Perhaps, this could have been seen as an affront on the inalienable right of the people to choose, if legal decisions on the bench are mere personal opinions of judges or were judicial interventions any other thing, than legal interpretations of the enacted statutes of the parliament and the deciphering of the intent and intendment of the general constituent assembly, which had invoked the constitutional document into existence for the national parliament to proclaim it into effect. All provisions in the constitution and statutory enactment are also products of the public opinion, in the case of the constitution, it is the opinion that has been grounded and molded into the basic norm of the people, to emerge as their representative ideal of what they stand for and who they are as a people. While in the case of legal parliamentary enactments, it is guided by the usual peculiar developmental and societal changes or the stage by stage evolution of the public opinion to suit the exigencies and idiosyncrasies of the people at every particular given time.
The challenge here is which of the highlighted public opinions should take precedence over the other, the one obtained at the ballot box, celebrating the fundamental democratic right of the people to choose its leadership or simply, the latter of the law, which is the collated, aggregated and established public opinion as a representation of the societal sovereign rights. Indeed, the difference here being while the one obtained as represented by elections is a temporary one, the agreed public opinion as represented by constitutional provisions and legal enactments is a more permanent one. To put it more succinctly, public opinion regarding change of choice vary from election to election, thus, they are mostly driven by whimsical reasons that is usually influenced by petty motivations, such as corrupt inducement of voters pejoratively tagged stomach infrastructure, rather than a clear, sober and honorable ideal of striving for good governance.
Taking Ekiti as a perfect example, there is not a single elected governor in the state, who was not rejected in the succeeding polls he stood for re-election, signifying a shifting pattern of public opinion and need I say public trust as being temporary in nature, while the established constitutional legal values of the state has mostly remained static and permanently, as an exhibition of a character trait the extols an abiding faith in the concept of the rule of law. Examining things from this angle, could a popular will as represented by elections, be said to supersede the sovereign will of the people, as represented by the sacred provisions of the Nigerian constitution. Can a mobilized and shifting feeling of injustice, as encapsulated in the feeling of a colossal loss of an electoral victory, vitiate the representative values of honesty and clear rejection of criminality, as the invoked constitutional order in the state has clearly established.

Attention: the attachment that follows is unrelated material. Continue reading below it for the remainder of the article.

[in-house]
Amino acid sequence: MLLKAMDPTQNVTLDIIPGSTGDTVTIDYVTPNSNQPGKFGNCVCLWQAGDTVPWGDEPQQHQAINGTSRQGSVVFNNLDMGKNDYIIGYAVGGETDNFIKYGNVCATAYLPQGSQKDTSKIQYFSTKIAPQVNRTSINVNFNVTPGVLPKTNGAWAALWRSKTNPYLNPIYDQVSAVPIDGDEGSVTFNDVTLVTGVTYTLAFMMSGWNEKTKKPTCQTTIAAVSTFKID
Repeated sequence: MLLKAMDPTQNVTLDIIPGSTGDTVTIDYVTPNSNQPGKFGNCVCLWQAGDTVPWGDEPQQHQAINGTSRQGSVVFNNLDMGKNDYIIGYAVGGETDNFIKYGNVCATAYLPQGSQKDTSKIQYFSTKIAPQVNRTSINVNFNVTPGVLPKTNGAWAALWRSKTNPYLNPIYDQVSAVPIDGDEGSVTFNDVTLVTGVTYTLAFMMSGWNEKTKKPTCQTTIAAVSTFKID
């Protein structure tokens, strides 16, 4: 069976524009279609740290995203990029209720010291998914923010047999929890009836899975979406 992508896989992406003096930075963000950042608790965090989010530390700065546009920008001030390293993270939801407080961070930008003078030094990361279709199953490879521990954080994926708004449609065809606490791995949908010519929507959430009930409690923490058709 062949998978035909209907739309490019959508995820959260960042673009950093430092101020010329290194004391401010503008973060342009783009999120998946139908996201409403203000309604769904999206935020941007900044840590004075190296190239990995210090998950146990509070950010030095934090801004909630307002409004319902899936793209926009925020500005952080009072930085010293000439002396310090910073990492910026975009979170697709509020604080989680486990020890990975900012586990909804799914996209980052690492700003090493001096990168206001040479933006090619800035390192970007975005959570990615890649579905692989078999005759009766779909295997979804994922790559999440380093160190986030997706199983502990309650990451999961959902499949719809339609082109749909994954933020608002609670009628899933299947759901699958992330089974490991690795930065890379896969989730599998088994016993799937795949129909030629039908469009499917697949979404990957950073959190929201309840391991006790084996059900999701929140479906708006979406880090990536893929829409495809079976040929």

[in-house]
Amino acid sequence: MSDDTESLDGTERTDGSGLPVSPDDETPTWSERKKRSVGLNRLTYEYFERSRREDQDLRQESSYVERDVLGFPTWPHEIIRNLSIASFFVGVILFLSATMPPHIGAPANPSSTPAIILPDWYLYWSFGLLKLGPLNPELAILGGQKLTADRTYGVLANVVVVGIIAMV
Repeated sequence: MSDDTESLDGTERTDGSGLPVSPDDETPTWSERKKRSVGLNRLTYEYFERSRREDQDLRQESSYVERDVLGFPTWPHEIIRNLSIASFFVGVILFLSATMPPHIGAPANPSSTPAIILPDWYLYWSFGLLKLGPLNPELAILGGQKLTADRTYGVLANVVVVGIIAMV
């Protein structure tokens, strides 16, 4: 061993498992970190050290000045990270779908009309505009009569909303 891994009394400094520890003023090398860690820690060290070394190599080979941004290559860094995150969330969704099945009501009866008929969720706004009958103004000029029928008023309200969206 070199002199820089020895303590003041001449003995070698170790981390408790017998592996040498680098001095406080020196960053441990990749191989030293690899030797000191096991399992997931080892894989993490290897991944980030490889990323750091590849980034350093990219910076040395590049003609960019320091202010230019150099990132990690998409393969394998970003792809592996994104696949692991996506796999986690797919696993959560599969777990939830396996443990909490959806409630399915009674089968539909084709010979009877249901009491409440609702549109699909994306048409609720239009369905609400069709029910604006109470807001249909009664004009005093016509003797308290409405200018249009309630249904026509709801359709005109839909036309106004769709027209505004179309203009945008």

And this other thing:
The concept of public opinion is usually arrived at from the general perception of the people, which is what they see or hear and the image it creates on their mind. Well, if that is the case, then one of the advertisements of the Transformation Ambassadors of Nigeria is about to set the leadership of the Nigerian judiciary in peril, it is an advert where Their Ladyship Chief Justice of the Federation and the President of the Court of Appeal are presented amongst many a female politician, as Nigerian President’s favorable personal choice of appointment, clearly a campaign jingle. Now, imagine the state of mind of any politician in search for justice after 2015 presidential polls, surely, a resort to self help seems more a plausible option, than sticking with a temple of justice that seemingly but inadvertently campaigned for continuity of the incumbent.